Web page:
Hutto City Council Place 5 candidates discuss relationship building in chamber forum

Three of the four Place 5 candidates spoke at the April 14 forum. Candidate Zack Miller was absent. (Courtesy Hutto Chamber of Commerce)
Three of the four Place 5 candidates spoke at the April 14 forum. Candidate Zack Miller was absent. (Courtesy Hutto Chamber of Commerce)

Three of the four Place 5 candidates spoke at the April 14 forum. Candidate Zack Miller was absent. (Courtesy Hutto Chamber of Commerce)

Relationship building and long-term visions were some of the talking points during the Hutto City Council Place 5 candidate forum hosted by the Hutto Chamber of Commerce on April 14. Place 5 candidates are Christina Bastos, Nicole Calderone, Krystal Kinsey and Zack Miller. The forum was facilitated by Brad Walker, owner of Walker Insurance. Miller was not present for the event.

Early voting for the May 1 election starts April 19 and ends April 27. Here are some of the questions and answers from the forum.

What is your plan to form and maintain strategic and meaningful collaborations with businesses, organizations and nonprofits in the Hutto community?

Christina Bastos: It all boils down to communication. We absolutely have to have better communication between the City Council and all of the organizations that we’re there to represent. If we are to make business and nonprofits and even just in general the residents happier and more capable of doing their work in Hutto, then we absolutely need to hear from them. If we’re not getting that engagement from these organizations to City Council, then City Council needs to reach out to those organizations and ask what do they need, how can we help.

Nicole Calderone: I think that we have the opportunity to sustain and maintain these relationships. We have an opportunity with a fresh council and a fresh manager to be building relationships that may have previously had burnt bridges. Not only is Hutto wanting to move forward and rebuild these strategic relationships that are meaningful, but also the business owners and the developers as well. If I am elected and a representative of the people, it’s important to have those relationships and to be able to set our differences aside.



Krystal Kinsey: I definitely agree with the sentiment of communication—that’s just a huge breakdown. That’s one of the things I have pushed for, if you’ve been to City Council meetings, that’s a consistent platform that I’m always talking about. When a development comes in and they’re going for zoning, residents have to be notified. Existing Hutto businesses, they need support as well and I really feel like there is a big job there with the city to maintain that relationship with the chamber. I think that that relationship is going to be at the top of my to-do list, making sure that ourselves and the chamber is starting out on the right foot.

How does your prior professional experience make you the best candidate for this position?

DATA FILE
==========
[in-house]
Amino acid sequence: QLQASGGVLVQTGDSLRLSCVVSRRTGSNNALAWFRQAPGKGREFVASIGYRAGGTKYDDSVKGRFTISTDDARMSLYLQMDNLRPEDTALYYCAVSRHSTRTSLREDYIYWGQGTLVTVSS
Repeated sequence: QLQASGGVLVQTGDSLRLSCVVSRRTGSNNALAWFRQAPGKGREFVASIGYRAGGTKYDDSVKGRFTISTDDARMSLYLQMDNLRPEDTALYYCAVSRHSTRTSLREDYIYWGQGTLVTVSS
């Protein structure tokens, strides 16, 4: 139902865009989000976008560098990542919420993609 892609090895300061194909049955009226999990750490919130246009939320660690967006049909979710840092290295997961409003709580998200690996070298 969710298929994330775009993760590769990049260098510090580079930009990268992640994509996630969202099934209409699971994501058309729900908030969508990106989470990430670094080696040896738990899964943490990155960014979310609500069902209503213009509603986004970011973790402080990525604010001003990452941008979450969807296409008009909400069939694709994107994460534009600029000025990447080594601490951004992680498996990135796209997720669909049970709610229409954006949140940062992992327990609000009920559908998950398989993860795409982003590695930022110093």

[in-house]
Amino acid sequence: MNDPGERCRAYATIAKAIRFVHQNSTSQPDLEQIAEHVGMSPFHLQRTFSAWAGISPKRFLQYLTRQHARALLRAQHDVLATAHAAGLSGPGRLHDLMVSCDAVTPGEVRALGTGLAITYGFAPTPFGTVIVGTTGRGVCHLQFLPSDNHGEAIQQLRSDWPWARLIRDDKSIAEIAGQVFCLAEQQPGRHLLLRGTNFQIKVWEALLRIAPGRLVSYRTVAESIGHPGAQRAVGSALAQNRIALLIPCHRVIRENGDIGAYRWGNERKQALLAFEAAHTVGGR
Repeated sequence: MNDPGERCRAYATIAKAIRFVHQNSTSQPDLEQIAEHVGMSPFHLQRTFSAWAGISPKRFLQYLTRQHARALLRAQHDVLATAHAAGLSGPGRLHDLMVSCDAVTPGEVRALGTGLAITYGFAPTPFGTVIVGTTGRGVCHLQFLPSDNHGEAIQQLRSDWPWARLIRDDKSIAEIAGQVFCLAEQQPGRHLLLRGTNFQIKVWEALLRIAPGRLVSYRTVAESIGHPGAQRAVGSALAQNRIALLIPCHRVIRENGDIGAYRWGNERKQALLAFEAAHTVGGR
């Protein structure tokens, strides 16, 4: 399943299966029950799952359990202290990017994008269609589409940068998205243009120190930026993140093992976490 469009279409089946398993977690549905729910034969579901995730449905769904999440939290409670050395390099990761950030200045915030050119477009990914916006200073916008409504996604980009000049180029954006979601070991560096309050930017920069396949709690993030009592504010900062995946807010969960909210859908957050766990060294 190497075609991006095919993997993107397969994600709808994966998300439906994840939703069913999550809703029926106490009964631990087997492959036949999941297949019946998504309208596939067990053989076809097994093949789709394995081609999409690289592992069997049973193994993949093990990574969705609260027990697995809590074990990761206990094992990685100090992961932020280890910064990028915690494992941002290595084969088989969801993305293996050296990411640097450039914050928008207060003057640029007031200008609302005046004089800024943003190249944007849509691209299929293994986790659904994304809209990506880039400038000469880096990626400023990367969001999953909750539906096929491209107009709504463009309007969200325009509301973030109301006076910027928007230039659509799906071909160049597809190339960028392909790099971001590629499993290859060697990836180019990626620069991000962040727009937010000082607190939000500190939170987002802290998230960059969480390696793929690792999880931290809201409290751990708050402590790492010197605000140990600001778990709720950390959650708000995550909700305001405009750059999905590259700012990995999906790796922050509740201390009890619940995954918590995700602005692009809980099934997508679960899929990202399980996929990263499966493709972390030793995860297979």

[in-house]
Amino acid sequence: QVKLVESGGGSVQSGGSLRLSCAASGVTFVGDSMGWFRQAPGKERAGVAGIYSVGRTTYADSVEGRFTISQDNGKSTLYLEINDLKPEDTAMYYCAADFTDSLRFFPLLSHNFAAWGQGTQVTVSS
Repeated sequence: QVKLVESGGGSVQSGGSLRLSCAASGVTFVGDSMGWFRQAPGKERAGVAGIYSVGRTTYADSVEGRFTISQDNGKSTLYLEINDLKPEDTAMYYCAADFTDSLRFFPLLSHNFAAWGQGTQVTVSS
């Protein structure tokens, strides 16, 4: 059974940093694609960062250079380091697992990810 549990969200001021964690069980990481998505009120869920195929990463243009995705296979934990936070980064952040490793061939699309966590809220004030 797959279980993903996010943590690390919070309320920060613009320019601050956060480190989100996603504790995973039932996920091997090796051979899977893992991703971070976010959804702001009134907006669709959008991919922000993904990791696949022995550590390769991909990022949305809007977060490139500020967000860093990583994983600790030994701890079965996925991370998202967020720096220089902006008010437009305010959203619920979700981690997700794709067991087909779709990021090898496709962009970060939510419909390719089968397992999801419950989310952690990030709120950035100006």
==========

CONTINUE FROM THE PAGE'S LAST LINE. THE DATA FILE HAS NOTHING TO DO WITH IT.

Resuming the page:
Bastos: I am a homeschooling mother of four that are 10 and under. I’ve served on several HOA boards, I’m currently the vice president of the HOA board here in our neighborhood so that’s given me some insight into neighborhood management. In terms of city management, I have done a lot of research. I found it such a fascinating deep dive into the city’s charter, that has given me so much line by line in-depth knowledge about how our city was structured and how it’s meant to be governed.

Calderone: The heart of my professional experience centers around customer service. If elected as a City Council member, the people of the community are my customers. I feel like I can listen to them and come up with innovative solutions for their issues.

Kinsey: I am an educator at heart, I always have been. I am currently an assistant director at an academy in Cedar Park, so I deal every day with children, lots of families, adults. Really being able to have that leadership role, have the ability to wear many hats.

What is your long-term vision for the city of Hutto?

Bastos: I think we really need to consider that, with all the development that’s going in, in a generation from now, all of the roads, pipes, pumps and valves are all going to need to replaced at the exact same time because they’re all going to deteriorate at the exact same rate. We really have to consider that when we’re building new developments, just the level of infrastructure, maintenance and costs that are going to be incurred by the city over a long-term plan.

Calderone: My long-term vision is that we can come up with a master plan, comprehensive plan, that engages the community. I’ve seen cities use a new crowdsourcing tool online that I think that type of software would benefit us. It’s not just a survey, it’s an interactive survey. So not only do you get ideas from the community, but other community members are able to agree or disagree or expand on the ideas as well. When you get the community buy-in like that, and we’re gathering information from as many people as we possibly can, I see the vision for Hutto as the best possible development that we could get.

Kinsey: The next couple of years are going to be really hard for Hutto. This comprehensive plan needs to have a lot of work go into it. Once we can really actually get a plan going, I really think that that is what’s going to hopefully springboard Hutto into being more attractive to businesses.

By Megan Cardona

Reporter, Round Rock, Pflugerville-Hutto

Megan is the Hutto reporter for Community Impact Newspaper's Round Rock and Pflugerville-Hutto editions. In 2020, she graduated with a degree in communication from UT-Arlington, where she worked at the student newspaper, The Shorthorn, for two years covering student affairs, campus administration and the city of Arlington.